After three consecutive flops produced by Vishesh Films, Bhatt says he is happy to go back to a content-driven film.
Mahesh Bhatt looking to reinvent with Begum Jaan
18 Mar 2017 10:40 IST
Updated : 10:54 IST
Filmmaker Mahesh Bhatt says producing Vidya Balan-starrer Begum Jaan is a conscious decision with a motive to reinvent.
After churning out content running high on sex and thrill, Mahesh asserts that he has come back to subjects that he explored during his formative years in Bollywood.
"For us to move away completely from the cinema that we make, was a concious decision. And we are very happy that we did it. I have opted for this kind of cinema after 'Zakhm'. The last three films we made were almost non-films. They disappeared... So, as they say, 'in the darkest night you must begin from the point where you once started before'," Mahesh said.
The filmmaker, who was here to promote the film Begum Jaan, added this is a new journey that he is embarking upon with his banner Vishesh Films - it's a revival of sorts in a way.
"The way Srijit Mukherji tells his story, his way of working reminds of Mahesh Bhatt of 1984 and he used to make films like Arth, Saaransh and Zakhm," Mahesh said.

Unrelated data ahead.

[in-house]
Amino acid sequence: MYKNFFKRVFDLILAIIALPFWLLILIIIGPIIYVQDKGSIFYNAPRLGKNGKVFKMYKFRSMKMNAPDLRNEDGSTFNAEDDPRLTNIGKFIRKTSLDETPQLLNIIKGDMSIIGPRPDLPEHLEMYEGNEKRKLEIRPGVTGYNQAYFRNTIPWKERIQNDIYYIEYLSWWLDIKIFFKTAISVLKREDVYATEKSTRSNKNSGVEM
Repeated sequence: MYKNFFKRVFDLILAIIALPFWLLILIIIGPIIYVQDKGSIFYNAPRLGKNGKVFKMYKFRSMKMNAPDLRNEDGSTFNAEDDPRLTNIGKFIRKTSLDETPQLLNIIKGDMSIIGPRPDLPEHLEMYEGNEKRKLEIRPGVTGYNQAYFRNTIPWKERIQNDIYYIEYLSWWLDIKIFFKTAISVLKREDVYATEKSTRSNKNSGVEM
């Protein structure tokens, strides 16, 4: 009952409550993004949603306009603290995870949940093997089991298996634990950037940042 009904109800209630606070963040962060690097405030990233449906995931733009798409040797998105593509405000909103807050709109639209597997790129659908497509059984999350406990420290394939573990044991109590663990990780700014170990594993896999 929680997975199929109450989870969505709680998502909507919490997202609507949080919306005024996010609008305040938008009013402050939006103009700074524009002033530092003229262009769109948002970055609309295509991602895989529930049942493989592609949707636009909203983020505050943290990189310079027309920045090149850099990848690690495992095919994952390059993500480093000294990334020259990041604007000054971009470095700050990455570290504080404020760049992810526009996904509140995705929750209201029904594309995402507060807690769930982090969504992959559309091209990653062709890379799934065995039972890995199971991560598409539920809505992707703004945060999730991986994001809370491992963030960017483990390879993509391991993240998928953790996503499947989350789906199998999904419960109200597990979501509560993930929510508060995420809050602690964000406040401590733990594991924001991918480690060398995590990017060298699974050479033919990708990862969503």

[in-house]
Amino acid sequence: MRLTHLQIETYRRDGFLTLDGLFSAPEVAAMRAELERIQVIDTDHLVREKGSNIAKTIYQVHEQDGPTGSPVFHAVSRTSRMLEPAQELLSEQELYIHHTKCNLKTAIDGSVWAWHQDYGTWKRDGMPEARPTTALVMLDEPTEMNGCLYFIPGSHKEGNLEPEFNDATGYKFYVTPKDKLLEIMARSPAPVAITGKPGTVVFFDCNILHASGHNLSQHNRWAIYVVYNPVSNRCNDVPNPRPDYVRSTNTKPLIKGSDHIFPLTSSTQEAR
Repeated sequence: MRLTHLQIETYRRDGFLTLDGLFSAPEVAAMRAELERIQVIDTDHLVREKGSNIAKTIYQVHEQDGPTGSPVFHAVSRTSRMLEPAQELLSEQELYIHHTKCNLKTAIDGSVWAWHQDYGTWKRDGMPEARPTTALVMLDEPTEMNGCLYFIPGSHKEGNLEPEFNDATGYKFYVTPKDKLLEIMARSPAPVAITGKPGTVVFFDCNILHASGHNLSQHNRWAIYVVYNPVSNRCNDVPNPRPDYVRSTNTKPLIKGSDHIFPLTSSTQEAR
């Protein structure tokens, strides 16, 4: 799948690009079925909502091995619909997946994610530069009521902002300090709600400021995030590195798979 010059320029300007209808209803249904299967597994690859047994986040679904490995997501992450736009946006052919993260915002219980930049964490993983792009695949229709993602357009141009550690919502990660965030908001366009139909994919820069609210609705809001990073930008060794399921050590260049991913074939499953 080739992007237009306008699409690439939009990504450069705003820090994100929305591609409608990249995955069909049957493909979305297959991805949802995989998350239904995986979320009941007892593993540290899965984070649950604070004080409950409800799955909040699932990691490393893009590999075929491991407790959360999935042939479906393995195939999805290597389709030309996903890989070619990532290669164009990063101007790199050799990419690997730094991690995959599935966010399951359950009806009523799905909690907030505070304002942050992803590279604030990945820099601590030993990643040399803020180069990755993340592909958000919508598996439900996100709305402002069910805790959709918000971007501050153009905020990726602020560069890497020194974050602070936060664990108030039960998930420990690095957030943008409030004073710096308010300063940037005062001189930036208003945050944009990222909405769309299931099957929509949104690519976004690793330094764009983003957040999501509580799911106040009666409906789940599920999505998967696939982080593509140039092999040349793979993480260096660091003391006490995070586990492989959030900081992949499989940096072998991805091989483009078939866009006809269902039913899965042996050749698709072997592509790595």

A Hindi adaptation of Mukherji's critically-acclaimed Bengali outing Rajkahini, Begum Jaan sees Vidya play a brothel owner in a story of survival set against the backdrop of the country's Partition in 1947. The film releases on April 14.
He talked about the film when he came to the national capital with Vidya and Mukherji to show an extended version of the film's trailer to select media persons, including IANS.
Mahesh says the "amazing" as well as "shocking" response to the trailer has motivated the whole team of the forthcoming film.
He says, "There is no male star, no item song, but purely context of the story. This (response to the trailer) is certain kind of indication that the world outside is far more receptive to new idea, new content than the market."
But why did he stop making films like Zakhm?
"Zakhm did get recognition, but didn't make much money. So there was a certain kind of cynicism," he said.
The film is made at a budget below Rs 10 crore.